The blasts occurred about two minutes apart at around 7 pm outside a cinema and a bus station, police said. Storefronts were shattered, motorcycles covered in debris, and food and plates from a roadside restaurant were scattered on the ground near a tangle of dead bodies. Passers-by rushed the bleeding and wounded out of the area.
“This is a dastardly attack, the guilty will not go unpunished,” Prime Minister Manmohan Singh said. He appealed to the public to remain calm.
The bombs were attached to two bicycles about 150 metres (150 yards) apart in a crowded shopping district in Dilsukh Nagar, Home Minister Sushilkumar Shinde said. Eight people died in one explosion and three in the other, Mr Shinde said in New Delhi.
The explosions were the first major bomb attack to hit India since a September 2011 blast outside the High Court in New Delhi killed 13 people. The government has been heavily criticised for its failure to arrest the masterminds behind previous bombings.
India has been in a state of alert since Mohammed Afzal Guru, a Kashmiri, was hanged in a New Delhi jail nearly two weeks ago. Guru had been convicted of involvement in a 2001 attack on India’s Parliament that killed 14 people, including five gunmen.
Elsewhere, a car bombing near Syria’s ruling party headquarters in Damascus has killed 53 people, according to state media, while mortar rounds exploded near the army’s central command. It marks the third straight day of attacks on the heart of President Bashar Assad’s seat of power.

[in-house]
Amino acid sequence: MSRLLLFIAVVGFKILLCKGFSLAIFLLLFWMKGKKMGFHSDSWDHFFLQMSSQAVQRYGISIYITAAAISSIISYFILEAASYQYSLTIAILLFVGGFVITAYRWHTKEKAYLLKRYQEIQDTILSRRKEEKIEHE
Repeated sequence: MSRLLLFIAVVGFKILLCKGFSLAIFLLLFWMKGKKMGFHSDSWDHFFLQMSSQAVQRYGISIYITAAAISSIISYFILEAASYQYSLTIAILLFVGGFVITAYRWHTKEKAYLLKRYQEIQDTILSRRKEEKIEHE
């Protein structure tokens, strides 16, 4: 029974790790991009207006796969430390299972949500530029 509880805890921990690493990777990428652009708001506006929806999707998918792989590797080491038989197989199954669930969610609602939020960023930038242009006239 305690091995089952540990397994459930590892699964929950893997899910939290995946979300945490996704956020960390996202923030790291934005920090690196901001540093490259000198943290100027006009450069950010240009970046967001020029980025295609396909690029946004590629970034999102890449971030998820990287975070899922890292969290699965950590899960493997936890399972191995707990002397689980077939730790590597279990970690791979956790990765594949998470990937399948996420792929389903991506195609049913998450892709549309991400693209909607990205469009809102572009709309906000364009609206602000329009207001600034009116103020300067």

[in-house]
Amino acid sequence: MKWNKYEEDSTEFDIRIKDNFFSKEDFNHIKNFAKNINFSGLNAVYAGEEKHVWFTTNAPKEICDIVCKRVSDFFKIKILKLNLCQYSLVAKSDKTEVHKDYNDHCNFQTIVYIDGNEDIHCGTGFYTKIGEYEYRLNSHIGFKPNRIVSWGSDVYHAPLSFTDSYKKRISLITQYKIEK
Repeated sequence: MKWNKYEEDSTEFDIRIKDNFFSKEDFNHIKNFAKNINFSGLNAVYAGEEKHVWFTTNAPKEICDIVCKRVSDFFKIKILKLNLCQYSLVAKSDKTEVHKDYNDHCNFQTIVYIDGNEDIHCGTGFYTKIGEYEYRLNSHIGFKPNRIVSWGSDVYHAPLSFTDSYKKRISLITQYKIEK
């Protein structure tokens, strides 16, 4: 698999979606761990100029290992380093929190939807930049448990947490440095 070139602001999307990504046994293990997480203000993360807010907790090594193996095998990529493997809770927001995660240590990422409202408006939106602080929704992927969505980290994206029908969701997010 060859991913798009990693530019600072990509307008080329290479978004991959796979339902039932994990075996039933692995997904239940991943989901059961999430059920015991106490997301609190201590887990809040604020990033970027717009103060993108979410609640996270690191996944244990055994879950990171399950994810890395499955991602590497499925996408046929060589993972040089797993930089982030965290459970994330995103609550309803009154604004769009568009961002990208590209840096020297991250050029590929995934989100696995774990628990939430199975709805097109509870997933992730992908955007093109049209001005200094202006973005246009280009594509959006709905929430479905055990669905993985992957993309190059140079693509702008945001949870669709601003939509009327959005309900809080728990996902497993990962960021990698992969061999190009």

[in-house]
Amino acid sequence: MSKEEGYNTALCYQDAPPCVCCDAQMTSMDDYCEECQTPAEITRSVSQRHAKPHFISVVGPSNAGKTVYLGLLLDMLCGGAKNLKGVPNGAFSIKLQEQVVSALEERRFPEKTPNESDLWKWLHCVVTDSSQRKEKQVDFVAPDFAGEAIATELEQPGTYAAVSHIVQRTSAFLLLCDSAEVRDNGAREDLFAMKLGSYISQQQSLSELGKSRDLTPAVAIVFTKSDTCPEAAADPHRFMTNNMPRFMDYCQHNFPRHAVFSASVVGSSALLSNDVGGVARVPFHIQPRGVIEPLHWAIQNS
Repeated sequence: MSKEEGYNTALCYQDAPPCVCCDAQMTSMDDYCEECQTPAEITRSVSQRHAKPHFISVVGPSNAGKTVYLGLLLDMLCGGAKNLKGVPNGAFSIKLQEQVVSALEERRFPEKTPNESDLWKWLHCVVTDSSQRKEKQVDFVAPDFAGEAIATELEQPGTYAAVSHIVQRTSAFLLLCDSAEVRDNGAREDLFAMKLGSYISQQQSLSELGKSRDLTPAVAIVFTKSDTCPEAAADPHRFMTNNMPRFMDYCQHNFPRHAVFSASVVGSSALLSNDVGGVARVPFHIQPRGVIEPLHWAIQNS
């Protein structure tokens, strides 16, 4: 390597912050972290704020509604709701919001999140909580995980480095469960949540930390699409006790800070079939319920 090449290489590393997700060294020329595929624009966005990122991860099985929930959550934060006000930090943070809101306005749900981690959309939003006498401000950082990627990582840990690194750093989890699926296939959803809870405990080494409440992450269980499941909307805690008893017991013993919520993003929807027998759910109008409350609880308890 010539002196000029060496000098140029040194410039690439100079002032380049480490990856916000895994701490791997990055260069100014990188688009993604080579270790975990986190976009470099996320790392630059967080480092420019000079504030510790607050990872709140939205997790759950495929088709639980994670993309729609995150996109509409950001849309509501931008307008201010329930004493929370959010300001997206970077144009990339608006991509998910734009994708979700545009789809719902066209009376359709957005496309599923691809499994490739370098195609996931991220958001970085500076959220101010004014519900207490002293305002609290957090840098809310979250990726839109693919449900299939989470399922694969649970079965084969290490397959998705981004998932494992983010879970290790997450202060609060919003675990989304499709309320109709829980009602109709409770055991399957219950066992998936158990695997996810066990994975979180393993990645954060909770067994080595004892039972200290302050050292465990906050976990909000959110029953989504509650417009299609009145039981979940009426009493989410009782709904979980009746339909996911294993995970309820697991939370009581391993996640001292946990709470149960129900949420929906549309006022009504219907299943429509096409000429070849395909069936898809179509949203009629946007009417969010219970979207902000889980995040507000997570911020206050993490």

In the southern town of Daraa, where Syria’s uprising began nearly two years ago, British-based activists said 18 people were killed in an air strike including eight rebel fighters, three medics, one woman and one young girl.
The day’s deadliest attack struck a main street on the edge of central Mazraa neighbourhood, near the headquarters of Mr Assad’s Baath party and the Russian Embassy.
Witnesses said a car exploded at a security checkpoint between the Russian Embassy and the central headquarters of Assad’s ruling party. Russia and China have both stood by the Assad regime and blocked Western attempts to get him to quit power.
British Foreign Secretary William Hague said his message to Mr Assad is that “it is time to go.”
He said senseless killing must be brought to an end through a credible political process.